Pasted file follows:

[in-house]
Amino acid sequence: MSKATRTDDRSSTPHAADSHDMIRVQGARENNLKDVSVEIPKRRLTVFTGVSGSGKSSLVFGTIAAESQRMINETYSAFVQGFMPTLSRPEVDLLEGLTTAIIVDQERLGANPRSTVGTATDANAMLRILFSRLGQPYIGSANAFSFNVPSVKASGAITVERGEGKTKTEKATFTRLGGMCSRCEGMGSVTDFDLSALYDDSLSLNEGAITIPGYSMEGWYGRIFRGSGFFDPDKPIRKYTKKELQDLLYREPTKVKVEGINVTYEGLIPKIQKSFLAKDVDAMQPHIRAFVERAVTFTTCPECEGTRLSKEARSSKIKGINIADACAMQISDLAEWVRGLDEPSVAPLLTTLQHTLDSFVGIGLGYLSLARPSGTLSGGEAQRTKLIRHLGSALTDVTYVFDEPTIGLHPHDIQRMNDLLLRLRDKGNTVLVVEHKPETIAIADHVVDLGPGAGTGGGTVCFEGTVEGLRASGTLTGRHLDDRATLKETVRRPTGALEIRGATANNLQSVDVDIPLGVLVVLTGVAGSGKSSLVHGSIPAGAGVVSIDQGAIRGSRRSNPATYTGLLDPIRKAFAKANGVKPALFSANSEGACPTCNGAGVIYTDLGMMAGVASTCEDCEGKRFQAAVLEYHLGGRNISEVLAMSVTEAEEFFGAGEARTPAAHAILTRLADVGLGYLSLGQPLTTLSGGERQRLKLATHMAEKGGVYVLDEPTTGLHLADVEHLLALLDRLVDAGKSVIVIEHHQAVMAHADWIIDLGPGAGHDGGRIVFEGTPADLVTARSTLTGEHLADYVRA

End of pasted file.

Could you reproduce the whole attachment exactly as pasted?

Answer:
[in-house]
Amino acid sequence: MSKATRTDDRSSTPHAADSHDMIRVQGARENNLKDVSVEIPKRRLTVFTGVSGSGKSSLVFGTIAAESQRMINETYSAFVQGFMPTLSRPEVDLLEGLTTAIIVDQERLGANPRSTVGTATDANAMLRILFSRLGQPYIGSANAFSFNVPSVKASGAITVERGEGKTKTEKATFTRLGGMCSRCEGMGSVTDFDLSALYDDSLSLNEGAITIPGYSMEGWYGRIFRGSGFFDPDKPIRKYTKKELQDLLYREPTKVKVEGINVTYEGLIPKIQKSFLAKDVDAMQPHIRAFVERAVTFTTCPECEGTRLSKEARSSKIKGINIADACAMQISDLAEWVRGLDEPSVAPLLTTLQHTLDSFVGIGLGYLSLARPSGTLSGGEAQRTKLIRHLGSALTDVTYVFDEPTIGLHPHDIQRMNDLLLRLRDKGNTVLVVEHKPETIAIADHVVDLGPGAGTGGGTVCFEGTVEGLRASGTLTGRHLDDRATLKETVRRPTGALEIRGATANNLQSVDVDIPLGVLVVLTGVAGSGKSSLVHGSIPAGAGVVSIDQGAIRGSRRSNPATYTGLLDPIRKAFAKANGVKPALFSANSEGACPTCNGAGVIYTDLGMMAGVASTCEDCEGKRFQAAVLEYHLGGRNISEVLAMSVTEAEEFFGAGEARTPAAHAILTRLADVGLGYLSLGQPLTTLSGGERQRLKLATHMAEKGGVYVLDEPTTGLHLADVEHLLALLDRLVDAGKSVIVIEHHQAVMAHADWIIDLGPGAGHDGGRIVFEGTPADLVTARSTLTGEHLADYVRA